Kamasi Washington (US) on the relationship between jazz & hip hop and more at Bluesfest!

Kamasi Washington‘s run of Australian shows recently, both headline, festival (for Bluesfest) and supporting Kendrick Lamar have earned rave reviews and have won the Cali jazz maestro a legion of new fans. His album The Epic demonstrated a music talent that took contemporary music fans by storm last year and with these live shows continuing to highlight Washington’s diverse influences and live performance talent (not to mention that of his band, the West Coast Get Down), it’s definitely looking like 2016 is going to be nothing short of huge for him.

In amongst everything happening at Bluesfest, Washington sat down with Larry to chat about his Australian trip so far, the way his music has been bringing new fans to the genre of jazz in general and it’s relationship with hip hop, most recently and prominently highlighted in Washington’s collaborations with Kendrick Lamar.

“It’s been great,” he says of this tour. “I heard how beautiful this Byron Bay is and I didn’t have a chance to see the waterfalls and beaches and stuff. We came to the festival and we’ve hung out here; it’s been beautiful and the people have been amazing, it’s been great. We were in Melbourne and that was great fun, Sydney as well; my impression is that I want to come back!”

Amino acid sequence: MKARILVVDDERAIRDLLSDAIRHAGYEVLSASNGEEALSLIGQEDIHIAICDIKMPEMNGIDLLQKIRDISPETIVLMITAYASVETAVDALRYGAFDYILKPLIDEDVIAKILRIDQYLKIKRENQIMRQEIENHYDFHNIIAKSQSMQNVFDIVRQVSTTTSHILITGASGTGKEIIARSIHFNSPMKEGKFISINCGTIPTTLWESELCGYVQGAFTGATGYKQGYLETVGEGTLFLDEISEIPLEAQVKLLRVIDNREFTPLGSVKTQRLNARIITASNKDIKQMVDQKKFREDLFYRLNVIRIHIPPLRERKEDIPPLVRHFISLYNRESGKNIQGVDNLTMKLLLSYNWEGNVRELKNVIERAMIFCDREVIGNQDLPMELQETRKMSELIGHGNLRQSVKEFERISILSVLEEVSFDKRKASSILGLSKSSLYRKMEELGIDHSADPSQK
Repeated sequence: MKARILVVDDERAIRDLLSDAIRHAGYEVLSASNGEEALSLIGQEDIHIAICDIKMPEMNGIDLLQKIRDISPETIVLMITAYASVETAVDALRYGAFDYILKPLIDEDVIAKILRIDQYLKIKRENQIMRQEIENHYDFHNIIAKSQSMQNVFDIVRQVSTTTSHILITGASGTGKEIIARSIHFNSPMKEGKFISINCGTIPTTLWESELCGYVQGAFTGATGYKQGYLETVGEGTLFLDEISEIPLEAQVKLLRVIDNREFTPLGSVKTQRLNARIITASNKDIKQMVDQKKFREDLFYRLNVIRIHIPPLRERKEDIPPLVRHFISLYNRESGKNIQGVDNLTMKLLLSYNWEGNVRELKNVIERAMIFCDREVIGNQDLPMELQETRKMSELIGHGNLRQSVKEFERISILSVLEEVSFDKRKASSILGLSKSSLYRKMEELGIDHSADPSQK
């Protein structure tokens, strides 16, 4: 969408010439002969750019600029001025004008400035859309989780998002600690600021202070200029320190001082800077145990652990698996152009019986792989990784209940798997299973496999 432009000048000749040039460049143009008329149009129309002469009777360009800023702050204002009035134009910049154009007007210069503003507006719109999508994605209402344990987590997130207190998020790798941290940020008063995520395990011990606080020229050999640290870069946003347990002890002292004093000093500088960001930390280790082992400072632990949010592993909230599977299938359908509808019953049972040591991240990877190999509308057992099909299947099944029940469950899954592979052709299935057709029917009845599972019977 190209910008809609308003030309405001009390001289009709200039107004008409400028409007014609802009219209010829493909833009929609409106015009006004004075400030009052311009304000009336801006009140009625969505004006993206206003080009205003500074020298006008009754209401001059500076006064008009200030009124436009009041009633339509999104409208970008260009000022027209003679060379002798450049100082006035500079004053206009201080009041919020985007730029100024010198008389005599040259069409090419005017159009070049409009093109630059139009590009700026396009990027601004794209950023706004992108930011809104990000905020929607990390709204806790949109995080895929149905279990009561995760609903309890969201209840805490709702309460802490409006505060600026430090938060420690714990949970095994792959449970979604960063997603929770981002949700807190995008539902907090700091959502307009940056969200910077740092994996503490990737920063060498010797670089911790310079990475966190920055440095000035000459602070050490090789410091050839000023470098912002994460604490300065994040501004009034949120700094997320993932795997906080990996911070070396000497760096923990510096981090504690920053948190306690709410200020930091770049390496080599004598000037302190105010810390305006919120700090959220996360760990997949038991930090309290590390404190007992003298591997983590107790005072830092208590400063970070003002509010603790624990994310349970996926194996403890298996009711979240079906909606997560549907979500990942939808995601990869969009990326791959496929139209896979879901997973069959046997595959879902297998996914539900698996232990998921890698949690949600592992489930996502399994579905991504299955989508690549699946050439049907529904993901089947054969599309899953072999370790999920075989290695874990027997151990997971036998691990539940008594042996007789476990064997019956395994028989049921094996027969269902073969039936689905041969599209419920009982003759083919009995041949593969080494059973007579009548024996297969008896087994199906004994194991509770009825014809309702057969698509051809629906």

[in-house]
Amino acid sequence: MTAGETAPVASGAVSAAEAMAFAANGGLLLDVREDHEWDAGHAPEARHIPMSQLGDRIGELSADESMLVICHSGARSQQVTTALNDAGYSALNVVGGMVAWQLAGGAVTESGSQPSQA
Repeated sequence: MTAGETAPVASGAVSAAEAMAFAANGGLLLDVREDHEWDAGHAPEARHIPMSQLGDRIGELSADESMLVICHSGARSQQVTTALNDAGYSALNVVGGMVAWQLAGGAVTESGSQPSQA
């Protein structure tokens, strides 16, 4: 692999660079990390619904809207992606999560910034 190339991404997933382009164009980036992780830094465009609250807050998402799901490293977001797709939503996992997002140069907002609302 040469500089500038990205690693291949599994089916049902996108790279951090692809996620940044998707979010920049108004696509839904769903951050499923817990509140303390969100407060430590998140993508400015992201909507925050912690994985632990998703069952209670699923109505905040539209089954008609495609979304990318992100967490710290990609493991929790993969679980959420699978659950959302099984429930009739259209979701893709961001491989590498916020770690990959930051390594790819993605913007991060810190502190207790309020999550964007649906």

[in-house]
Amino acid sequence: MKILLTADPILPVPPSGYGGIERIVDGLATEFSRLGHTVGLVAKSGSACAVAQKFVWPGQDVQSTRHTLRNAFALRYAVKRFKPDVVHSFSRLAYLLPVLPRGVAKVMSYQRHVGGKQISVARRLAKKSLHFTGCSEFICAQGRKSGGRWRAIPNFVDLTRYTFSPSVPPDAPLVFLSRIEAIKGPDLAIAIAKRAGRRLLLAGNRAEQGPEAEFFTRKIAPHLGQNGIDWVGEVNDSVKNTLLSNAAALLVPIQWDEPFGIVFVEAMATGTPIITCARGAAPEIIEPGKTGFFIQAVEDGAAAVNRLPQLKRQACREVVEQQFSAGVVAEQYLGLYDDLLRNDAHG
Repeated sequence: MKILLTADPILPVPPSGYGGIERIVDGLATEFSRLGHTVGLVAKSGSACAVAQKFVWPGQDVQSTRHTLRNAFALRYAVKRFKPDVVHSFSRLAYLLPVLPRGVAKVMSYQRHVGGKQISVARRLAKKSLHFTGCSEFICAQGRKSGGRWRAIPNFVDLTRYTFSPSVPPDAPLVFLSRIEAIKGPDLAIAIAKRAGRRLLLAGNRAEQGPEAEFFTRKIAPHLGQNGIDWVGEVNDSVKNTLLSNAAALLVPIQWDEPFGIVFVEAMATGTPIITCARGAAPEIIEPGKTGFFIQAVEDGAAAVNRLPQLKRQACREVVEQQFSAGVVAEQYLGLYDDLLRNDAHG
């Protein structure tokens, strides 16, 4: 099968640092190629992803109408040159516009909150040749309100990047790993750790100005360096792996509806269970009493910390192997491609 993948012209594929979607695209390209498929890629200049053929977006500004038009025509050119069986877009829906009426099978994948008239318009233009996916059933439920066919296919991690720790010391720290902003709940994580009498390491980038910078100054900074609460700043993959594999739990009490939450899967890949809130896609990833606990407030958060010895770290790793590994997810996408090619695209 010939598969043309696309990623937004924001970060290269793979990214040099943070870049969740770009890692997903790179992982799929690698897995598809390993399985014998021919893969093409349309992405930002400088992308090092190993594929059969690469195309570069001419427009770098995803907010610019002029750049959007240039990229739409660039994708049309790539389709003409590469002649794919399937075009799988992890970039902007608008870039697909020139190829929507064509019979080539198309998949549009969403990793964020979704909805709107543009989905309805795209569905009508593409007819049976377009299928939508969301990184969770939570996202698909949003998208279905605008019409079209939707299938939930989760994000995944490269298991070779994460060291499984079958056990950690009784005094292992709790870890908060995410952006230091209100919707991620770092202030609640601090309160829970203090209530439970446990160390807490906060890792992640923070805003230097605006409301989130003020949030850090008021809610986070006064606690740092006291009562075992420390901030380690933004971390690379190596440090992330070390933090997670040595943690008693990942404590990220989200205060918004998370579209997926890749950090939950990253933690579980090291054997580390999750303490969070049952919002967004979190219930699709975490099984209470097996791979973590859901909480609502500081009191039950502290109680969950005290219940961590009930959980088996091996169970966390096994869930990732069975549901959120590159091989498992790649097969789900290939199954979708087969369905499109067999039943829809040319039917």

“I just play what I hear,” he says of his live presence. “All of that comes in there. When I’m playing what I’m hearing, when I’m expressing who I am or expressing what’s in me, the history is in me because I studied it. It’s embedded into the roots of who I am… As I’m playing just playing who I am, those things come out – I’m not really committed to any of it. I’m not really committing to playing like the past, I’m not pressing to play like it’s the future, I’m really trying to be in the moment. The exact moment that I’m in. I guess I’m dedicated to the present.”

“That’s the beautiful thing about jazz, it’s free.” Washington says. “It’s open. I think that it has such a wide history, that the only thing you can really say that has made its way throughout, is that freedom. The freedom to play what you want to play, in the moment. That’s what makes jazz what it is.”

Listen to the full interview below!